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Things to Consider When Purchasing a Dollhouse Kit

Updated on January 25, 2013

Choosing a dollhouse kit can be a daunting task. You will be amazed at the number of choices on the market. Building a dollhouse is an investment of both time and money, so it's important to make the time to fully explore your options. If there is a local miniatures shop that features assembled houses, take the time to go and look at some of the choices in person.

There are several manufacturers who produce kits, and there can be vast differences between these manufacturers. Do NOT automatically buy the cheapest kit, or the one with the prettiest finished photo. Sometimes a cheap price tag can be reflective of low quality, or can mean that the house will require pricey add-ons. Cheap kits can also mean that the house is so difficult to assemble that it's beyond your time and skill. Take time to research, so that you know what's included in the kit. Make sure that you purchase a dollhouse that you are happy with - AND that you will actually be able to successfully construct.

When you are comparing dollhouse kits, things to consider are:

-style

-size

-price

-thickness of walls

-is the kit plywood or MDF (MDF is medium density fiberboard)

-components included in the kit, i.e.

is the kit simply a "shell" (basic walls and roof), or does it include components? If you're going to have to purchase windows, doors, shingles and/or siding separately, that's going to add to the cost of your dollhouse project. Some kits include these components and some do not.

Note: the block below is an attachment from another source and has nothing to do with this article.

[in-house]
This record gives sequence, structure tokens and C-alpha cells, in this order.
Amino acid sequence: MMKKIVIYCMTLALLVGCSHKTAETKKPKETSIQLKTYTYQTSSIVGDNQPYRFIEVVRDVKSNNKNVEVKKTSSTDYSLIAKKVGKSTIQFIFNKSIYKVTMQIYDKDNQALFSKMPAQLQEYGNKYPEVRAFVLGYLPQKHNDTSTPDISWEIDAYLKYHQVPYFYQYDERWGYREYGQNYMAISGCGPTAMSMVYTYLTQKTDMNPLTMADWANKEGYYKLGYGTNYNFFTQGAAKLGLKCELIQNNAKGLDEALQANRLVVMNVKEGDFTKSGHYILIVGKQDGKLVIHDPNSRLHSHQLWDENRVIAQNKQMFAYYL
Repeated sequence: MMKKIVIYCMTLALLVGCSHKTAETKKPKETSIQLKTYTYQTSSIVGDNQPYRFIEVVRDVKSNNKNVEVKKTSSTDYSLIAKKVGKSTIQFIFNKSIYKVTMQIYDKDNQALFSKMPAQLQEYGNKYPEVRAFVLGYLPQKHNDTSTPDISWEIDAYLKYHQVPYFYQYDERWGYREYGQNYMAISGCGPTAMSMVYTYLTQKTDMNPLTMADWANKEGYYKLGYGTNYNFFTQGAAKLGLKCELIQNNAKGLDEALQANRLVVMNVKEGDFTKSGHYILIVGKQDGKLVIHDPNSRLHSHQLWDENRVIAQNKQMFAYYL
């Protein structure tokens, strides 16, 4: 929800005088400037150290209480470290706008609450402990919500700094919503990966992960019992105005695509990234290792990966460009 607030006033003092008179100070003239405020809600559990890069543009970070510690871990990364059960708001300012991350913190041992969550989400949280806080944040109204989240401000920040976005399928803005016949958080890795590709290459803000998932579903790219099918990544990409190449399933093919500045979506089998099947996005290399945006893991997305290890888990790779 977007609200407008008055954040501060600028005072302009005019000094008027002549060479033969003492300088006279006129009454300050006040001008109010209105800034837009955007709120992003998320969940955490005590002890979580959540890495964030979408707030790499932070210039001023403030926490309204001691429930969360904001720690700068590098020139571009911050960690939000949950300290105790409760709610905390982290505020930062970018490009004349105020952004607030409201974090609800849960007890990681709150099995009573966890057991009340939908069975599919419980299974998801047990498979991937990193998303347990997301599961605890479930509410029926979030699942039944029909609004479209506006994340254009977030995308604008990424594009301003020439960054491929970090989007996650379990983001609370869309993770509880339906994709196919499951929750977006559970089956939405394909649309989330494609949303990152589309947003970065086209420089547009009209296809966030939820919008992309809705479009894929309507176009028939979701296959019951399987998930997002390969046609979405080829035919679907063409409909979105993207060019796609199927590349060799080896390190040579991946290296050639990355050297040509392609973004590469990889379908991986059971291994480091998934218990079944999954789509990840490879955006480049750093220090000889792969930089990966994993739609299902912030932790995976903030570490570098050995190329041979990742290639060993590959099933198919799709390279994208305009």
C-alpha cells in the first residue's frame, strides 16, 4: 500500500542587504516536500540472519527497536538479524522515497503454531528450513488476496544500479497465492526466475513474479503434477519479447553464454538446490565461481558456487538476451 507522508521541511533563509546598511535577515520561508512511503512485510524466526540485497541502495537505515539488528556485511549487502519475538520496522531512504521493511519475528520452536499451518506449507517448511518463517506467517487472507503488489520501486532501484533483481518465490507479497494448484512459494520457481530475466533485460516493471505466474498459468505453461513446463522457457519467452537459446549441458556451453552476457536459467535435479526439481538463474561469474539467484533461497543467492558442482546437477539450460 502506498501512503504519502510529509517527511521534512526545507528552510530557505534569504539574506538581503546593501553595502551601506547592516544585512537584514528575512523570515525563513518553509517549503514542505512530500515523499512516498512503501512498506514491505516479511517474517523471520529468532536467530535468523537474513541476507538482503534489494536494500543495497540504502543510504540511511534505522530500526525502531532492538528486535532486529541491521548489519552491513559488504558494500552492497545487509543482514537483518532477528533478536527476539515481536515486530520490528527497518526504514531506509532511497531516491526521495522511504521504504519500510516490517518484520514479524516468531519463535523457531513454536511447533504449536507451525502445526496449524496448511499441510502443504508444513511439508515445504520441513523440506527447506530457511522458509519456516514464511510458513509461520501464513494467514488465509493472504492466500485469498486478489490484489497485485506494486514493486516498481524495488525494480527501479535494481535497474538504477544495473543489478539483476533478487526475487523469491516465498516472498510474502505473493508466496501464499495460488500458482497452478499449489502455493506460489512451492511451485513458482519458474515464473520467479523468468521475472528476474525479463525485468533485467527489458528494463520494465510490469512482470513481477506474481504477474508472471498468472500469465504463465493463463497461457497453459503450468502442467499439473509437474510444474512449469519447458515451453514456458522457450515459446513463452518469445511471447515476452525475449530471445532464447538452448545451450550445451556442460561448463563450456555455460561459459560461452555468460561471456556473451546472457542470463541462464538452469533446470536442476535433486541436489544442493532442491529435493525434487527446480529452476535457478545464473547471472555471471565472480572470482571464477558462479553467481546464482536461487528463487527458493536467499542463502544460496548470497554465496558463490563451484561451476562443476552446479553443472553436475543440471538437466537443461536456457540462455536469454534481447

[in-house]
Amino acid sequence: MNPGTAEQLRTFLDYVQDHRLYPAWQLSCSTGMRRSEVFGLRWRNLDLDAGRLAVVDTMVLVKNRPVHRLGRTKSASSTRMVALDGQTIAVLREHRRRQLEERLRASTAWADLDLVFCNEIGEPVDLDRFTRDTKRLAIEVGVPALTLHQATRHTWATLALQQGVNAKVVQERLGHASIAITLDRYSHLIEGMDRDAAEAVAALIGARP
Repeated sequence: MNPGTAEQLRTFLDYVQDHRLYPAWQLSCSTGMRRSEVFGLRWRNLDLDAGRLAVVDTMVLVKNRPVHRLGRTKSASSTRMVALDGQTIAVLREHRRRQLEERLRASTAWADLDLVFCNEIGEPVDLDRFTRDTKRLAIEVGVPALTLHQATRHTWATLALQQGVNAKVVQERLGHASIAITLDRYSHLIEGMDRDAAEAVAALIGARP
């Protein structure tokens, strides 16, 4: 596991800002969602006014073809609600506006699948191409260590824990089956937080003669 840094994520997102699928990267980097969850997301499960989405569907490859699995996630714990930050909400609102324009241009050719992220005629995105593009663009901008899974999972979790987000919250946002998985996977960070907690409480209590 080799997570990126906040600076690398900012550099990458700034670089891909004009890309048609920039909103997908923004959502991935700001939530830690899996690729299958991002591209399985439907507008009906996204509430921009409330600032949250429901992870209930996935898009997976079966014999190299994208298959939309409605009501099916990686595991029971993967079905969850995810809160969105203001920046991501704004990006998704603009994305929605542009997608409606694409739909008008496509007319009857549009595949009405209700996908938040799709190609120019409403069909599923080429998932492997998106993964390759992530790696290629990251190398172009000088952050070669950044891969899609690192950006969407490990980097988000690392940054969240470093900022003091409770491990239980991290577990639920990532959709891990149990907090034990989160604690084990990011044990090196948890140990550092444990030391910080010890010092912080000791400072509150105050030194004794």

-skill level required for assembly

-manufacturer reputation and reliability

-customer service offered by the retailer and/or manufacturer (if you have missing parts, or difficulty in constructing, it's important to be able to get support).

-ability to add-on to the house, if desired, at a later time

Some kits are made of thin, die-cut plywood. This means that you are punching the parts out of the wood yourself. Often, the punched-out parts will be splintery and will require quite a bit of sanding. Sometimes, the die-cut pieces do not fit together perfectly and require a bit of "futzing" and filling. Die-cut kits are usually less expensive, but at a cost to you personally: these dollhouses are certainly more difficult and more labor-intensive to put together. Depending on your skill and patience, the results can be beautiful, but the dollhouses are also more fragile (because the wood is so thin). Greenleaf and Corona Concepts, are examples of the die-cut kits.

Real Good Toys makes the best quality dollhouse kits. These kits offer pre-cut parts and pieces, out of a sturdy 3/8" cabinet-grade plywood. Many of the Real Good Toys kits are also offered in MDF, for a price savings. The Real Good Toys kits generally include all exterior components; additionally, if you want clapboard on your house, the kits can be purchased with milled siding. This means that the siding is actually part of the house walls (saving you the time and cost of purchasing, piecing and applying siding to a smooth exterior wall). These kits also offer the smoothest construction process. There are a variety of styles and price ranges available, and many of these houses also offer expansion options.